Aesthetics, the judgment of beauty, like other judgments of worthiness in the public sphere is a political process. According to Kant, a judgment of beauty is also the application of a subjective judgment towards the universality of other people’s judgments.1 That is, when we judge something as beautiful, we believe that others should pass the same judgment towards the same object. Landscape has acquired through historical and cultural construct a common impression of beauty. In a way, the idea of landscape is already a pre-judgment of beauty,2 which was learnt from the history of Western landscape painting, particularly as landscape paintings became associated with various aspects of society, including status, pleasure, passion, and spirituality.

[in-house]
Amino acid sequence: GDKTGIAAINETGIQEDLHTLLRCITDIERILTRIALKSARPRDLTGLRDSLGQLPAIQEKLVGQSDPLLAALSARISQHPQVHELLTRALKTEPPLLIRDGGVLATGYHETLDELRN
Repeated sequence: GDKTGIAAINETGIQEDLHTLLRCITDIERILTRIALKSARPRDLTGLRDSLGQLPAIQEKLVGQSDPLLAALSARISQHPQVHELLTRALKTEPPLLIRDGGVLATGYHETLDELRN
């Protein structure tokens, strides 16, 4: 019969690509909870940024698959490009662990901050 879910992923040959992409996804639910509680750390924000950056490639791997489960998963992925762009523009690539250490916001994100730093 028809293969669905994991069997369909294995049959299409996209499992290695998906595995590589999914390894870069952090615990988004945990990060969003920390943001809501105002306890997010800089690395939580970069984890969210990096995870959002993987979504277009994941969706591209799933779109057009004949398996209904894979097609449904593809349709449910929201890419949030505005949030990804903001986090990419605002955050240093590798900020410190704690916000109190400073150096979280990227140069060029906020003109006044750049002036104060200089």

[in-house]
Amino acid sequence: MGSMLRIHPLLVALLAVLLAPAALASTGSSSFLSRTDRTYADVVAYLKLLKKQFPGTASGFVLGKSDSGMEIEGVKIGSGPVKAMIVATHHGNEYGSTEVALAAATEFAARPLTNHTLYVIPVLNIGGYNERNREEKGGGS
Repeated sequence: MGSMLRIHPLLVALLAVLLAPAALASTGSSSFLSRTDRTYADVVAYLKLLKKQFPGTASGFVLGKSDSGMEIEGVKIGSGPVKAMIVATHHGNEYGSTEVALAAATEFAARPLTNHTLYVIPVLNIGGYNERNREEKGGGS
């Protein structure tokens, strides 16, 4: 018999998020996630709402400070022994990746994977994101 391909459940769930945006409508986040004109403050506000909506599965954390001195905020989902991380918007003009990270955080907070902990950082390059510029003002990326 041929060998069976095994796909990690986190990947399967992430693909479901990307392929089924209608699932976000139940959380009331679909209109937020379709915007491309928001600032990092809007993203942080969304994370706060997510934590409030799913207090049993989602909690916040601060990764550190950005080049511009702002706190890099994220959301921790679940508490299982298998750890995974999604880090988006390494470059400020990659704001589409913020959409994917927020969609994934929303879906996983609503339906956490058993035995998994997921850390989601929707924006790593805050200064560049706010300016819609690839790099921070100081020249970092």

In addition to its origin in art, landscapes continue to be connected to imagery because of the dominance of vision in modern society. Since the development of perspective in the Renaissance, Western art has portrayed landscape as static, visual representations. What is seen is objectified and reproduced through the mind into the hand. With the invention of photography in the mid-19th century, the process is further simplified. Before needing to objectify landscape in the mind, the camera already does the work. With the invention of film, the experience of spatial movement, something that is not static, can be visualized as a series of still images like the frames of a motion picture. In effect, we are at a point where snapshots are so convenient that every experience is a potential photo image (e.g. Instagram)!

The landscape image as conceptual colonization or agent of change?

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Quote from Picturing the Americas: Landscape Painting from Tierra del Fuego to the Arctic, 2015, Art Gallery of Ontario.